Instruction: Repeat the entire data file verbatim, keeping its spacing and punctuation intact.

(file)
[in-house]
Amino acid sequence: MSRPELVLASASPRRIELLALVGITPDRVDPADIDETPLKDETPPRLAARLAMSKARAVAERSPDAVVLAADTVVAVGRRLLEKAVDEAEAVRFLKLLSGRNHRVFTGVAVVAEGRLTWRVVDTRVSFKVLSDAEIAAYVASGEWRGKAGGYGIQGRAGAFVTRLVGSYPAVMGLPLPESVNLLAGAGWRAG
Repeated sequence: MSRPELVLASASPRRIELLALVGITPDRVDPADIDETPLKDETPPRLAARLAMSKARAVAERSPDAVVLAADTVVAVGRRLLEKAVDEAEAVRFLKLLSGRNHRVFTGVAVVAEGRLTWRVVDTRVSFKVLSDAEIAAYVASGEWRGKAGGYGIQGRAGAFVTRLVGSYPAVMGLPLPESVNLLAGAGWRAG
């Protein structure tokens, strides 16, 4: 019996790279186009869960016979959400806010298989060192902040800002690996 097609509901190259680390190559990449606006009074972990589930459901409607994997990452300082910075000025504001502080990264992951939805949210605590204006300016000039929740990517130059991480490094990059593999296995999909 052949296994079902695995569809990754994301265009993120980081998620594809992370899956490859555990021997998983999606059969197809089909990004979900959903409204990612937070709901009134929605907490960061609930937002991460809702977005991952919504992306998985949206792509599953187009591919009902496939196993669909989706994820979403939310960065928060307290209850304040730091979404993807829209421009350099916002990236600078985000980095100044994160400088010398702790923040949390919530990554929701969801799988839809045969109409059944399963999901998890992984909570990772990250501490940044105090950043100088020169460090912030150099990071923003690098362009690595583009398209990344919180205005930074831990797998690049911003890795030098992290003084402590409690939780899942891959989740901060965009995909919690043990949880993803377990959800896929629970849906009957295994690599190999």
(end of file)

[in-house]
Amino acid sequence: MSRPELVLASASPRRIELLALVGITPDRVDPADIDETPLKDETPPRLAARLAMSKARAVAERSPDAVVLAADTVVAVGRRLLEKAVDEAEAVRFLKLLSGRNHRVFTGVAVVAEGRLTWRVVDTRVSFKVLSDAEIAAYVASGEWRGKAGGYGIQGRAGAFVTRLVGSYPAVMGLPLPESVNLLAGAGWRAG
Repeated sequence: MSRPELVLASASPRRIELLALVGITPDRVDPADIDETPLKDETPPRLAARLAMSKARAVAERSPDAVVLAADTVVAVGRRLLEKAVDEAEAVRFLKLLSGRNHRVFTGVAVVAEGRLTWRVVDTRVSFKVLSDAEIAAYVASGEWRGKAGGYGIQGRAGAFVTRLVGSYPAVMGLPLPESVNLLAGAGWRAG
């Protein structure tokens, strides 16, 4: 019996790279186009869960016979959400806010298989060192902040800002690996 097609509901190259680390190559990449606006009074972990589930459901409607994997990452300082910075000025504001502080990264992951939805949210605590204006300016000039929740990517130059991480490094990059593999296995999909 052949296994079902695995569809990754994301265009993120980081998620594809992370899956490859555990021997998983999606059969197809089909990004979900959903409204990612937070709901009134929605907490960061609930937002991460809702977005991952919504992306998985949206792509599953187009591919009902496939196993669909989706994820979403939310960065928060307290209850304040730091979404993807829209421009350099916002990236600078985000980095100044994160400088010398702790923040949390919530990554929701969801799988839809045969109409059944399963999901998890992984909570990772990250501490940044105090950043100088020169460090912030150099990071923003690098362009690595583009398209990344919180205005930074831990797998690049911003890795030098992290003084402590409690939780899942891959989740901060965009995909919690043990949880993803377990959800896929629970849906009957295994690599190999």